Automobiles (also called motor vehicles or motor cars) are wheeled passenger vehicles that typically run primarily on roads and are constructed principally for the transportation of people. Most modern automobiles use an internal combustion engine to drive their wheels. An engine usually burns a liquid fuel such as gasoline or diesel fuel to produce power which is transmitted to the vehicle’s wheels by a drivetrain. The term automobile is often used to refer to the entire motor vehicle, including the chassis and bodywork, but can also be applied to individual parts such as the engine, transmission, and control systems.
The automobile revolutionized American industry and daily life in the first half of the twentieth century. It ranked as the most valuable industrial product, and it was the backbone of a new consumer-oriented society. It accounted for one out of every six jobs in the United States and drove many other industries, including steel and petroleum. It provided a massive market for ancillary products, such as rubber and plastics, and created new businesses like gas stations and convenience stores.
In the early years of the twentieth century, Henry Ford brought automobiles within the reach of middle-class Americans by inventing modern mass production techniques. His Highland Park, Michigan, plant built Model T runabouts at a cost of $575 in 1912, less than the average annual wage then in force. The Ford company soon became the largest automobile manufacturer in the world. By the 1920s it was followed by General Motors and Chrysler.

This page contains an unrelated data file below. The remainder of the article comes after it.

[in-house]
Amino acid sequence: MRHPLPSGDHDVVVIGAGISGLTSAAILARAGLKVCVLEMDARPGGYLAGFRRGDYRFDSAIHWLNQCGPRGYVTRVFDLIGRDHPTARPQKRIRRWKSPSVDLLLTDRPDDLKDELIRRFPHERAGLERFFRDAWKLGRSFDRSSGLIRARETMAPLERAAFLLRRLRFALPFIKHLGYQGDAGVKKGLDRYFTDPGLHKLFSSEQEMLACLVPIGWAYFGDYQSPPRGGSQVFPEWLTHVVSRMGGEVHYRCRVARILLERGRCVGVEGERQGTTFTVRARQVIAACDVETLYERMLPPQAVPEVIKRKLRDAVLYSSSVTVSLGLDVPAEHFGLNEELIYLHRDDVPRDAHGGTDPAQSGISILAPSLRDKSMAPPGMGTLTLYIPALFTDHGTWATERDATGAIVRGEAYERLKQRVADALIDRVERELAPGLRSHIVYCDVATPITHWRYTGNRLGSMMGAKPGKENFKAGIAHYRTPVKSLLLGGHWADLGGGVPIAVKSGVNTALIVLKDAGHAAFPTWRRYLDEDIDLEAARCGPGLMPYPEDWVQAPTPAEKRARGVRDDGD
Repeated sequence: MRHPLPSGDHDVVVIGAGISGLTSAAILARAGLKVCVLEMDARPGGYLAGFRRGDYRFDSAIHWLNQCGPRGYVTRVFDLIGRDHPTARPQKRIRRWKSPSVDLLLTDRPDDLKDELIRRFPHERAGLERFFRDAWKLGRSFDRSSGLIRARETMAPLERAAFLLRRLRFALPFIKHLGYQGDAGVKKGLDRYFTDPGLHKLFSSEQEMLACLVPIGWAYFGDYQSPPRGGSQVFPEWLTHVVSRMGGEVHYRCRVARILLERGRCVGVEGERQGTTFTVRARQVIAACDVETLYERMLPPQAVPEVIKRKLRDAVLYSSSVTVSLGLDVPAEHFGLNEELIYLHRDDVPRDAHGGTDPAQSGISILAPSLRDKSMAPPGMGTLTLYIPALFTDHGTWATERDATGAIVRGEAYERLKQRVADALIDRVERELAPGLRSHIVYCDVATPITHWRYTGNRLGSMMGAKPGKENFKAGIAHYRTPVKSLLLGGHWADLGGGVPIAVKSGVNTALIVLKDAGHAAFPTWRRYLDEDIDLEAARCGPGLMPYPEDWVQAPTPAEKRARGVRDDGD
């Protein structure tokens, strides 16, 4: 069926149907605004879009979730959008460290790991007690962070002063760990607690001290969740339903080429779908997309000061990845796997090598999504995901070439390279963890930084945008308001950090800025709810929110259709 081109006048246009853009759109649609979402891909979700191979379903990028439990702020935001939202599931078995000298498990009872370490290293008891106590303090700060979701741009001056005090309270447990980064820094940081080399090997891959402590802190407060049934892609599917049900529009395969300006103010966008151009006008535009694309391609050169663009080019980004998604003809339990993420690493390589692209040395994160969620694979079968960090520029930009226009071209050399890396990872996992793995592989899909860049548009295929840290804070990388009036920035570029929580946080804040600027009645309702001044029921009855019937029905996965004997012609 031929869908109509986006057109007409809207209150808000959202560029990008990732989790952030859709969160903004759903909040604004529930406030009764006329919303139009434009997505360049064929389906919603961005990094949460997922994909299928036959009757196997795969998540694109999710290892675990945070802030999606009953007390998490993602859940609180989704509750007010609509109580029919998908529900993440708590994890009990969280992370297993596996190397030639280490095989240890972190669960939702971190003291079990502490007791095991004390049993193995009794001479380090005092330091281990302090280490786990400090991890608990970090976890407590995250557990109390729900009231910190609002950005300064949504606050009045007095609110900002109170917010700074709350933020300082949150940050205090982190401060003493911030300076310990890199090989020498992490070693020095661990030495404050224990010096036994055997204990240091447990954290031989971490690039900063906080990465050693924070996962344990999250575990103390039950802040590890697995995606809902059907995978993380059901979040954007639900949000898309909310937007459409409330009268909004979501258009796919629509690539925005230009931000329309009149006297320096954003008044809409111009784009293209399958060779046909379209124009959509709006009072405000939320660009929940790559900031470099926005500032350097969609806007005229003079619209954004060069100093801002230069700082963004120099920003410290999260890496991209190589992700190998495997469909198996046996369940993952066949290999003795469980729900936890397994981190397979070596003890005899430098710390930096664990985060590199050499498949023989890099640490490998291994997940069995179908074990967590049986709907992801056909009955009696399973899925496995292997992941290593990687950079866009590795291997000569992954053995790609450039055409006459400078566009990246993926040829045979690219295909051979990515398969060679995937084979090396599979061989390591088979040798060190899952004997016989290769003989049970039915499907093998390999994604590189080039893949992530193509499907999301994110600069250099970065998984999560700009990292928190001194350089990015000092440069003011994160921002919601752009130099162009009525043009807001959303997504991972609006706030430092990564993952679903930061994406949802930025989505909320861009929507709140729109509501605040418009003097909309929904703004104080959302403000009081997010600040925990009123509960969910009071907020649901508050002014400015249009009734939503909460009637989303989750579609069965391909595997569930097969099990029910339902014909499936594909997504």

Having an automobile opens up opportunities for work, family life and social involvement. It enables people to live in the most desirable areas of a city or region without having to rely on expensive public transport. It permits people to travel longer distances to work and leisure activities, to include many more relatives in their social circle, and to find better housing with more space to expand.
However, the automobile has some negative effects on the environment and human health. It contributes to air pollution and climate change, consumes huge amounts of oil, a limited resource, and can cause accidents when driven recklessly or by inexperienced drivers. It also creates traffic congestion when too many of them try to go in the same direction at the same time. It also has the potential to cause serious injuries and death when a driver is distracted or impaired.
The development of the automobile was accelerated by the introduction of new technological advances in the 1860s and ’70s, particularly Siegfried Marcus’s invention of a two-stroke internal combustion engine powered by gasoline. By the end of the century, engineering had been subordinated to questionable aesthetics and nonfunctional styling at the expense of safety and economy. By the mid-1960s, automobile manufacturers were delivering vehicles to retail buyers with an average of twenty-four defects per car, mainly safety-related. The era of the annually restyled road cruiser was ended with the imposition of federal standards for automotive safety, air quality and energy consumption; by increasing competition from Japanese automakers with small, economical, functionally designed cars that were reliable and durable; and by escalating gasoline prices following the oil shocks of 1973 and 1979.